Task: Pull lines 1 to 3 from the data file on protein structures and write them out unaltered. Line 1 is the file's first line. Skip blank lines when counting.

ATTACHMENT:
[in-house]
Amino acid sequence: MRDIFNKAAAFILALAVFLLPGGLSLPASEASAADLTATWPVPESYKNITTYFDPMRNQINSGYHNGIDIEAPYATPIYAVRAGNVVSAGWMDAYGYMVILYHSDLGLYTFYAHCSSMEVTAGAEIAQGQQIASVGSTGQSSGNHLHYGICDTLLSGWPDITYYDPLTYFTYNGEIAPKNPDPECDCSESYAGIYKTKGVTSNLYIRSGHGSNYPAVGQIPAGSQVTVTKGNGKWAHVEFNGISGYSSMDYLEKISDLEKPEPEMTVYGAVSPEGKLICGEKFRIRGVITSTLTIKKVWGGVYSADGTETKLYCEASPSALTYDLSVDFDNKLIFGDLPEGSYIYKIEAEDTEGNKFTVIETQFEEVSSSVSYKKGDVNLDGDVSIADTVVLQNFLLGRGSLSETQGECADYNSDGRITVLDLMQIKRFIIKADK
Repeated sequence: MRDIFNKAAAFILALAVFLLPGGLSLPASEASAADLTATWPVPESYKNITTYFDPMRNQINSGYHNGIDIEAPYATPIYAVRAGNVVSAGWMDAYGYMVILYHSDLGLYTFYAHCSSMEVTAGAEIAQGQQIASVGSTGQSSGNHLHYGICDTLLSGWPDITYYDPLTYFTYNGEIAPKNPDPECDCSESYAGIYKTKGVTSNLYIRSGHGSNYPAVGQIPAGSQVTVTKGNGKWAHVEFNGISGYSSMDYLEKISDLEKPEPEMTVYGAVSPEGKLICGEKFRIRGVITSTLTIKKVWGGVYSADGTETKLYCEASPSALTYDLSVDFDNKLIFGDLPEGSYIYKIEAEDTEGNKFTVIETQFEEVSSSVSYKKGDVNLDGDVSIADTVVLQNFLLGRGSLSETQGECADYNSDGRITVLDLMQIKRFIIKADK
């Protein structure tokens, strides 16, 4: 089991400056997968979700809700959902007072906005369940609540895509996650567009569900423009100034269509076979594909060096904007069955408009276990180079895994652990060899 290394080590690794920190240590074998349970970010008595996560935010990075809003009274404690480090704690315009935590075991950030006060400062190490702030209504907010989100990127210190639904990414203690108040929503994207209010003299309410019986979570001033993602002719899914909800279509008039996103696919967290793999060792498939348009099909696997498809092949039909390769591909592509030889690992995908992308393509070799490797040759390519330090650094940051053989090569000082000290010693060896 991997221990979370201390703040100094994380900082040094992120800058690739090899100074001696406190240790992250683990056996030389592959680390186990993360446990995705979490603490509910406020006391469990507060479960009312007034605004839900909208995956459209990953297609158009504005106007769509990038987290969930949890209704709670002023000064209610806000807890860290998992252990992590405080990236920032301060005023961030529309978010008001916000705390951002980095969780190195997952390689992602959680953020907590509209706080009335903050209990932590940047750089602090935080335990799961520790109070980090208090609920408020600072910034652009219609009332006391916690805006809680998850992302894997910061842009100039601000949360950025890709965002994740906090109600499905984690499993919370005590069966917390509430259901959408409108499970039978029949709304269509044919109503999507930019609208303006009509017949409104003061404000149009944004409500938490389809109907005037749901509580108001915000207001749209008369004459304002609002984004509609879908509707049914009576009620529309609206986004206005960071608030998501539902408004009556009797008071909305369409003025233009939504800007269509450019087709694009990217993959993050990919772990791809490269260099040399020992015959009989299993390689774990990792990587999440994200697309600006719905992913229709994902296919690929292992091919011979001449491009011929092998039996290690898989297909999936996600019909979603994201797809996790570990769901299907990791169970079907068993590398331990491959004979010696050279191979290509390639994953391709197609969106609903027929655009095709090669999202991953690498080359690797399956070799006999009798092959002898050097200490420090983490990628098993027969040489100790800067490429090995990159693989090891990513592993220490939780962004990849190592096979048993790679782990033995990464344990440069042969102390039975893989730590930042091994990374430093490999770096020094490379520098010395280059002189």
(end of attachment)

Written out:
[in-house]
Amino acid sequence: MRDIFNKAAAFILALAVFLLPGGLSLPASEASAADLTATWPVPESYKNITTYFDPMRNQINSGYHNGIDIEAPYATPIYAVRAGNVVSAGWMDAYGYMVILYHSDLGLYTFYAHCSSMEVTAGAEIAQGQQIASVGSTGQSSGNHLHYGICDTLLSGWPDITYYDPLTYFTYNGEIAPKNPDPECDCSESYAGIYKTKGVTSNLYIRSGHGSNYPAVGQIPAGSQVTVTKGNGKWAHVEFNGISGYSSMDYLEKISDLEKPEPEMTVYGAVSPEGKLICGEKFRIRGVITSTLTIKKVWGGVYSADGTETKLYCEASPSALTYDLSVDFDNKLIFGDLPEGSYIYKIEAEDTEGNKFTVIETQFEEVSSSVSYKKGDVNLDGDVSIADTVVLQNFLLGRGSLSETQGECADYNSDGRITVLDLMQIKRFIIKADK
Repeated sequence: MRDIFNKAAAFILALAVFLLPGGLSLPASEASAADLTATWPVPESYKNITTYFDPMRNQINSGYHNGIDIEAPYATPIYAVRAGNVVSAGWMDAYGYMVILYHSDLGLYTFYAHCSSMEVTAGAEIAQGQQIASVGSTGQSSGNHLHYGICDTLLSGWPDITYYDPLTYFTYNGEIAPKNPDPECDCSESYAGIYKTKGVTSNLYIRSGHGSNYPAVGQIPAGSQVTVTKGNGKWAHVEFNGISGYSSMDYLEKISDLEKPEPEMTVYGAVSPEGKLICGEKFRIRGVITSTLTIKKVWGGVYSADGTETKLYCEASPSALTYDLSVDFDNKLIFGDLPEGSYIYKIEAEDTEGNKFTVIETQFEEVSSSVSYKKGDVNLDGDVSIADTVVLQNFLLGRGSLSETQGECADYNSDGRITVLDLMQIKRFIIKADK